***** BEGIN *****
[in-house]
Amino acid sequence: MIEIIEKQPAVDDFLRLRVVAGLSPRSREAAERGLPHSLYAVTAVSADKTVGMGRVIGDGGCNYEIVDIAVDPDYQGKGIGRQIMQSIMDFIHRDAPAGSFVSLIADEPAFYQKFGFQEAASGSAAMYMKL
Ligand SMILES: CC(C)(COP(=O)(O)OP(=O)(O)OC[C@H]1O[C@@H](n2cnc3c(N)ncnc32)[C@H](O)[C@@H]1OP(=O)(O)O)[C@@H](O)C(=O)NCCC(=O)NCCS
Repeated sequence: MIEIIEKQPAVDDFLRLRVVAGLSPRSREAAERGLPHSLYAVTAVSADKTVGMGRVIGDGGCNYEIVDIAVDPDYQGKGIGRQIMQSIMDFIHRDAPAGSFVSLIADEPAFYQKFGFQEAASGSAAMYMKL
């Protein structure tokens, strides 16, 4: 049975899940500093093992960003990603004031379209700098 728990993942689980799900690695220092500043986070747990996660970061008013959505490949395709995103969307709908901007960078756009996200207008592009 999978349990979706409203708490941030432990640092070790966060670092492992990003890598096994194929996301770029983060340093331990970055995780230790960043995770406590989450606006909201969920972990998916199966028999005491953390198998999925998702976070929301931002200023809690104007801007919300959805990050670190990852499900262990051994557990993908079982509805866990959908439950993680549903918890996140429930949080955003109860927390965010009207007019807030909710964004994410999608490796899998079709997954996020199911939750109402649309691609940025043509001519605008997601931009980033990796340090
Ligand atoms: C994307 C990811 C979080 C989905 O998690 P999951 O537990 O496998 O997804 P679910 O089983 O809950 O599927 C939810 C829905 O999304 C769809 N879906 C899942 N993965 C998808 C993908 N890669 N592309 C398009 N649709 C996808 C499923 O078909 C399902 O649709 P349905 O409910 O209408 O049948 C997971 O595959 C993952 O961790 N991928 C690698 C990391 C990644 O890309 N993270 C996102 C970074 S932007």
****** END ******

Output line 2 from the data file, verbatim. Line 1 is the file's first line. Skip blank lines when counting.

Amino acid sequence: MIEIIEKQPAVDDFLRLRVVAGLSPRSREAAERGLPHSLYAVTAVSADKTVGMGRVIGDGGCNYEIVDIAVDPDYQGKGIGRQIMQSIMDFIHRDAPAGSFVSLIADEPAFYQKFGFQEAASGSAAMYMKL